|Favorite||Underdog||Favorite’s Win prob||Quality||Evenness||Importance||QBs|
Biggest playoff implications: No. 13 Dallas at No. 15 Philadelphia (-1.5), 4:25 p.m. ET Sunday
Potential shift in playoff odds: 76.0 total percentage points
This NFC East grudge match between the Cowboys and Eagles isn’t the prettiest on paper — both teams are barely above average, and each has had more than its share of ups and downs over the course of the season. But no game this season has arrived with more playoff probability on the line. For Dallas, it’s a win-and-you’re-in situation, as the Cowboys would clinch the division title with a victory here. Philly’s path is somewhat less straightforward; its division (and hence, playoff) odds would rise to 77 percent with a win over Dallas, but the Eagles would need either another win vs. the Giants or a Dallas loss (or tie) against Washington in Week 17 to realize their playoff aspirations. We think Philadelphia is a slim favorite — 56 percent to win — at home against Dallas in their must-win contest, but to do so they’ll need to shut down Cowboys QB Dak Prescott, who has posted an above-average QB Elo in 12 of his 14 starts so far this season.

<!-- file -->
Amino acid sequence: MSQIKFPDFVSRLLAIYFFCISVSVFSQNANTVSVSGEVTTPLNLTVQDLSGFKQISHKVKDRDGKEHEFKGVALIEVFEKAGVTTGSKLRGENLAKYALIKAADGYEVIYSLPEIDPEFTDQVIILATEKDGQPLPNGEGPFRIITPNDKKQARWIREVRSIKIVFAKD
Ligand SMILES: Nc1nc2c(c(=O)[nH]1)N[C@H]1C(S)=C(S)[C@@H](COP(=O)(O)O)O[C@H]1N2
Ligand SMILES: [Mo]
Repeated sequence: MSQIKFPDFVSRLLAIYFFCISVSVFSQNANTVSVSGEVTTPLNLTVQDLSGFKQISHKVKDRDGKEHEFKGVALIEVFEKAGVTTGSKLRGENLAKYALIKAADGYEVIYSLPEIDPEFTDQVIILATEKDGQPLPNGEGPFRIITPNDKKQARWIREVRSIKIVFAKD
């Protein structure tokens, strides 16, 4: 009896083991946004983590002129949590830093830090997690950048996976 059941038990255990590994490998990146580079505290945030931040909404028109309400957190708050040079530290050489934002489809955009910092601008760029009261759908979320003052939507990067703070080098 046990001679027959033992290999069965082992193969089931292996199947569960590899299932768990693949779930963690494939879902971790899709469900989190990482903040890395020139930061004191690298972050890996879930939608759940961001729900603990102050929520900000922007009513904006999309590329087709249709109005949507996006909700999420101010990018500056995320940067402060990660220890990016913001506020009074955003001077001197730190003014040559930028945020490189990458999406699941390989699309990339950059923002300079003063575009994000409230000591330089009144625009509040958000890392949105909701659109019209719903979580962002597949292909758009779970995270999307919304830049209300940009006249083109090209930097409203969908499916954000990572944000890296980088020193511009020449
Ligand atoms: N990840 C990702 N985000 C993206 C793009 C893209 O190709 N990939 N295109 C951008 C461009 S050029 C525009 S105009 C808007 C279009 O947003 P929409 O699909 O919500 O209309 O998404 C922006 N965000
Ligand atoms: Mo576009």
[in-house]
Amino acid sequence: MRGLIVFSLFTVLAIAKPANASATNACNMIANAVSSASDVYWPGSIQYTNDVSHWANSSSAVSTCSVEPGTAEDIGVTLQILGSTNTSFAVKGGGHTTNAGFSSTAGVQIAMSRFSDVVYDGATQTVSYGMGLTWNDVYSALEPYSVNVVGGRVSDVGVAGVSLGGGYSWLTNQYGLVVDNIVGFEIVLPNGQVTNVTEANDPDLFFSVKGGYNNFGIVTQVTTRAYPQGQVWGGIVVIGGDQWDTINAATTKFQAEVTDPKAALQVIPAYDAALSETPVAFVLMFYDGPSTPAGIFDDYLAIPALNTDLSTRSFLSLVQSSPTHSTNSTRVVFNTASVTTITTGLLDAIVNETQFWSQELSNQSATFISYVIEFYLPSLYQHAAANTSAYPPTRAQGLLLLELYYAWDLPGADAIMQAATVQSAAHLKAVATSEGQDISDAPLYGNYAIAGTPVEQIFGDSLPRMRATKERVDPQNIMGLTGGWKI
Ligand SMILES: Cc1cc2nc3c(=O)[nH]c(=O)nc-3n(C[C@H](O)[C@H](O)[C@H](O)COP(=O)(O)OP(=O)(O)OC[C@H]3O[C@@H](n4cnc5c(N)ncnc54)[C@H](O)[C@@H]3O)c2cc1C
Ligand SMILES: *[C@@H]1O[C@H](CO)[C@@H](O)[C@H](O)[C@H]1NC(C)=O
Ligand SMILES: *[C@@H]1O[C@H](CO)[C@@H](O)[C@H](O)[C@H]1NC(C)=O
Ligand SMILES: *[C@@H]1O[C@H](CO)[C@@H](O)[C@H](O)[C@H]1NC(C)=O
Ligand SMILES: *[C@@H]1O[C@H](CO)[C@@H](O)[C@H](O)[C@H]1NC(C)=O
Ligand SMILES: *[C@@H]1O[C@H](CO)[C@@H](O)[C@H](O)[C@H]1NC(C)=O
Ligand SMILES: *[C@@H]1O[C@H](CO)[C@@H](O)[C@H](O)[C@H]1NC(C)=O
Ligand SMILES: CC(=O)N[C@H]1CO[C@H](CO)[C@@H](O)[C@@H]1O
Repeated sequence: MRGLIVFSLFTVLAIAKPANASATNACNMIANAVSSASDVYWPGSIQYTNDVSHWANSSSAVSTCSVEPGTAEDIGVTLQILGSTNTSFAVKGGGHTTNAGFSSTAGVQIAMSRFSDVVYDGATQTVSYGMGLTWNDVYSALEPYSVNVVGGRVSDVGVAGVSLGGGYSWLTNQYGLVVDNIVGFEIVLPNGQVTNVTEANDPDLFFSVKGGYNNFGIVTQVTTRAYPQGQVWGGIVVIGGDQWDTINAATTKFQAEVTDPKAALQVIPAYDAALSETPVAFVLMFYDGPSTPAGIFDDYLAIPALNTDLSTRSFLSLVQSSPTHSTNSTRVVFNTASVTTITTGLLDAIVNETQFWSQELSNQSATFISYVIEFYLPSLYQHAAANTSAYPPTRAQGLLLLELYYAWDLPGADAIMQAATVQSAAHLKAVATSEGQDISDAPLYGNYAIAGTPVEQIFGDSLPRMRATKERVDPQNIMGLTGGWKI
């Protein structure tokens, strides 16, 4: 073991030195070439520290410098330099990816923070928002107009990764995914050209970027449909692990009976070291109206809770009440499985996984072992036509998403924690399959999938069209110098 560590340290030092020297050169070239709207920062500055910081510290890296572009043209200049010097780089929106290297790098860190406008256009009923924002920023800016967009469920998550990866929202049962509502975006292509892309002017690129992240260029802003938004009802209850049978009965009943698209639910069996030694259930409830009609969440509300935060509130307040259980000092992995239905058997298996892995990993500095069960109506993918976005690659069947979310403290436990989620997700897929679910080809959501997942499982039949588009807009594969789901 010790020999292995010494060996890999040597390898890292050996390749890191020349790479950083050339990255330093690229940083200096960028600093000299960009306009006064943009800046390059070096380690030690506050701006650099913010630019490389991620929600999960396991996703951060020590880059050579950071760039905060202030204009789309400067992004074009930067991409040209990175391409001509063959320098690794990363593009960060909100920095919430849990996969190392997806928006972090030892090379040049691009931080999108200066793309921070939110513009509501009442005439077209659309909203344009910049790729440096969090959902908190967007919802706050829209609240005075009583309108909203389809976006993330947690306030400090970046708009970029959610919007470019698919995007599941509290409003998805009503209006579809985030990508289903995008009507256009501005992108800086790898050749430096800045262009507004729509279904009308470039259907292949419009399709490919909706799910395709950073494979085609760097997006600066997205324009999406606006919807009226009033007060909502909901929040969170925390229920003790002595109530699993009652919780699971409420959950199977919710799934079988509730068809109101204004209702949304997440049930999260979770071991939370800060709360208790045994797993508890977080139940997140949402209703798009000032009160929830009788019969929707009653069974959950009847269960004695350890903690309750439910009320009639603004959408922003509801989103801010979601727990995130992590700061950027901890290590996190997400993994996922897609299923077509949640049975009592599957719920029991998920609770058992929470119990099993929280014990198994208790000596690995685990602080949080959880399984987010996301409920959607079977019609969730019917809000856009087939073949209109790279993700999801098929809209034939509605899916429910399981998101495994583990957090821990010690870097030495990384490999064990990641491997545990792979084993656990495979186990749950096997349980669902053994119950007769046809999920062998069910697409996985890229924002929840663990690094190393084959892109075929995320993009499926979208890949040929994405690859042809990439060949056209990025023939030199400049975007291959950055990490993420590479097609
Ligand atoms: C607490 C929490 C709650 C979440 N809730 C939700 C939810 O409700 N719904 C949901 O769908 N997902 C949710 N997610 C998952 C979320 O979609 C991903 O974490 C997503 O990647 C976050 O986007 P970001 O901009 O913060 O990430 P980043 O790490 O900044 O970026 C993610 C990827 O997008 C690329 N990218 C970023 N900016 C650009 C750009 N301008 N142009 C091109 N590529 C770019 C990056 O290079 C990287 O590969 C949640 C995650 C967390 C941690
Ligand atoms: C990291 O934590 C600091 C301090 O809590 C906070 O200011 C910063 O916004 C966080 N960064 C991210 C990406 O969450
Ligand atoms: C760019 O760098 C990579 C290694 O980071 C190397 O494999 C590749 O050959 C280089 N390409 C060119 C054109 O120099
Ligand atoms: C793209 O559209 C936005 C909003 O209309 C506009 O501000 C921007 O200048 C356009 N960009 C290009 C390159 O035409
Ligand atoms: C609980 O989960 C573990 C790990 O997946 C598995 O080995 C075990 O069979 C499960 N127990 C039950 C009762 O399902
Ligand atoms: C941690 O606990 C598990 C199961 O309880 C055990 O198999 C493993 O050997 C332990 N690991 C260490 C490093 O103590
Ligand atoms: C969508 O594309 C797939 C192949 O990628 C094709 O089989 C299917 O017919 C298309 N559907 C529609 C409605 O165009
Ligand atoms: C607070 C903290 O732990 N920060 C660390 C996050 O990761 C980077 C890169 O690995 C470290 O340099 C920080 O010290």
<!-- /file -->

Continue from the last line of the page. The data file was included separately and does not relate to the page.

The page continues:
Best QB duels: No. 2 Drew Brees (NO) vs. No. 13 Ryan Tannehill (TEN); No. 4 Dak Prescott (DAL) vs. No. 11 Carson Wentz (PHI); No. 6 Kirk Cousins (MIN) vs. No. 8 Aaron Rodgers (GB)
FiveThirtyEight vs. the Readers
As a weekly tradition here at FiveThirtyEight, we look at how our Elo model did against everybody who made picks in our forecasting game. (If you entered, you can find yourself on our leaderboard here.) These are the games in which Elo made its best — and worst — predictions against the field last week:
|OUR PREDICTION (ELO)||READERS’ PREDICTION|
|PICK||WIN PROB.||PICK||WIN PROB.||Result||READERS’ NET PTS|